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What Sparked The Explosion In West Undetermined: Investigation Of Scene Closed

Federal officials in the town of West will not speculate as to whether the arrest and indictment of first responder Bryce Reed has any connection to the explosion there last month. Officials are done examining the scene of the blast, but the investigation continues.

After thirty days of sifting through debris covering at least fourteen acres, investigators gathered in the parking lot of West’s High School, just across the street from the explosion that killed fifteen people and left hundreds of houses destroyed.

And they seemed to have a better idea of what didn’t cause the fire than what did. Some of the causes they were able to rule out were smoking, ammonium nitrate and the weather.

What could not be eliminated was the building’s 120-volt electrical system, an intentional criminal act, or a battery-powered golf cart parked in the fertilizer and seed building where the fire started.

Fire Marshal Kelly Kristner said that combing through the 93-foot-wide crater and surrounding 37-block area affected required extraordinary efforts.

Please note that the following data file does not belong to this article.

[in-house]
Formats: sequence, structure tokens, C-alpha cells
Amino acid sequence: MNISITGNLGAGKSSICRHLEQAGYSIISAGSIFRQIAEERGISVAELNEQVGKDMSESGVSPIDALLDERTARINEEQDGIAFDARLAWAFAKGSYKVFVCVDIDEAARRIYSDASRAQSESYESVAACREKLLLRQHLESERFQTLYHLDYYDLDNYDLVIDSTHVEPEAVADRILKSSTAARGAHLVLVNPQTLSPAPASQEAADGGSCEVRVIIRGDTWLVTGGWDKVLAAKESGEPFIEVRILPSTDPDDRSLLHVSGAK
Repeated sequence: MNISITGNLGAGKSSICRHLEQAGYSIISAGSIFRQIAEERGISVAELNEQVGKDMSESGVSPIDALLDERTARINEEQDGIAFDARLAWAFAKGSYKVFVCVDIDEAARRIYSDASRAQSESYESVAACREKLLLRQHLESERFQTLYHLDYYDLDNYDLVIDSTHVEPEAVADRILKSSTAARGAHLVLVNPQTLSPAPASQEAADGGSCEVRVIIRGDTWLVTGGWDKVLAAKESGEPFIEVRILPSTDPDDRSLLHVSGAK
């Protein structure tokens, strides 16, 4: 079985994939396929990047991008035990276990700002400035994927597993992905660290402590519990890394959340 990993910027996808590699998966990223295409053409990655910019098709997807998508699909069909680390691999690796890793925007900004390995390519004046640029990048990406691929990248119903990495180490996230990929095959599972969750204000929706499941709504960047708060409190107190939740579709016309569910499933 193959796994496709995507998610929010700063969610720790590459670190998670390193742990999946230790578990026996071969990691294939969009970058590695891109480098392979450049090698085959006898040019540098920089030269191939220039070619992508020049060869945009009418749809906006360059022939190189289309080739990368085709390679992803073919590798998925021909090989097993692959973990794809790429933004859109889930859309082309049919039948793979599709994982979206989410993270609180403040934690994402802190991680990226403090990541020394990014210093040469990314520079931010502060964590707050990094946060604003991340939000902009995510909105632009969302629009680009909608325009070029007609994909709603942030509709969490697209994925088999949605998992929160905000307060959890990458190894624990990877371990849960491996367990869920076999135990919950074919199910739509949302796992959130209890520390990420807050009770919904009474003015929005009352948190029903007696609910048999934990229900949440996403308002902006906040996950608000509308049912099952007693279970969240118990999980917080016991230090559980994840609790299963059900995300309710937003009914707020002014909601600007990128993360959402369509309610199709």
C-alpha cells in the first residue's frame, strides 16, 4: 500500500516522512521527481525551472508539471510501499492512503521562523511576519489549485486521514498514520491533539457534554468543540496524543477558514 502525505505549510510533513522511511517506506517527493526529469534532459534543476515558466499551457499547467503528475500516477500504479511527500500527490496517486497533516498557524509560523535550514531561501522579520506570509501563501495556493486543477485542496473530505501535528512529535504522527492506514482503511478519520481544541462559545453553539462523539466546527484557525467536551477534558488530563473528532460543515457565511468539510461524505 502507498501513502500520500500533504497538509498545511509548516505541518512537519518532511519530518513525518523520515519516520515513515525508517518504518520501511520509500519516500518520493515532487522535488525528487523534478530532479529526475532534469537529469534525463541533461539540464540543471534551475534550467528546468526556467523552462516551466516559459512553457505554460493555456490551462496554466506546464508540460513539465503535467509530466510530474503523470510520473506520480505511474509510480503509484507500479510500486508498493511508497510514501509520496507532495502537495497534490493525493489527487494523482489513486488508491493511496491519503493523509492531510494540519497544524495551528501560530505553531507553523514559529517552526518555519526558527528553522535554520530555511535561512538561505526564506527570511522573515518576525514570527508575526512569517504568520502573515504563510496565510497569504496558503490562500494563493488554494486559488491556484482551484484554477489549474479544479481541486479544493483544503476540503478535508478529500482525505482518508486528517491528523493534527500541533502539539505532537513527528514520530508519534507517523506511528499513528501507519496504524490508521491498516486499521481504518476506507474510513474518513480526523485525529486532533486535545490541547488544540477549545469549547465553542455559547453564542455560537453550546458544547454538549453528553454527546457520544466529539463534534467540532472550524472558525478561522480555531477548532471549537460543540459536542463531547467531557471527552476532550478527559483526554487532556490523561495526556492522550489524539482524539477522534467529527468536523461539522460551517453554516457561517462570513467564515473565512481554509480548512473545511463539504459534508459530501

"Over 300,000 pounds of corn from one silo were sifted by hand in order to collect evidence," he said.

Officials conducted forensic mapping, aerial photography, even 3-d rendering to try and piece together what happened. Kristner says the Alcohol, Tobacco, Firearms and Explosives (ATF) team alone spent at least one million dollars on the investigation.

Robert Champion, is a Special Agent with the Dallas Division of the ATF said his response team responds to call outs for help across the country, but the length of this investigation stands out.

"This ranks up with the Oklahoma city bombing, with the first World Trade, with the Pentagon.”

While the examination of the scene is over, officials say agents will stay in West to continue with the rest of the investigation.

Gloria Ramos came to this parking lot with her mother and daughter to hear the news. She may never return to her house, she points to what remains just down the street.

“I grew up in that house; my daughter grew up in that house. It’s going to be hard.”

Ramos says when, and if, a cause is determined, it might provide some closure, but there’s no way it will bring back what’s been lost. 

Lauren Silverman was the Health, Science & Technology reporter/blogger at KERA News. She was also the primary backup host for KERA’s Think and the statewide newsmagazine  Texas Standard. In 2016, Lauren was recognized as Texas Health Journalist of the Year by the Texas Medical Association. She was part of the Peabody Award-winning team that covered Ebola for NPR in 2014. She also hosted "Surviving Ebola," a special that won Best Long Documentary honors from the Public Radio News Directors Inc. (PRNDI). And she's won a number of regional awards, including an honorable mention for Edward R. Murrow award (for her project “The Broken Hip”), as well as the Texas Veterans Commission’s Excellence in Media Awards in the radio category.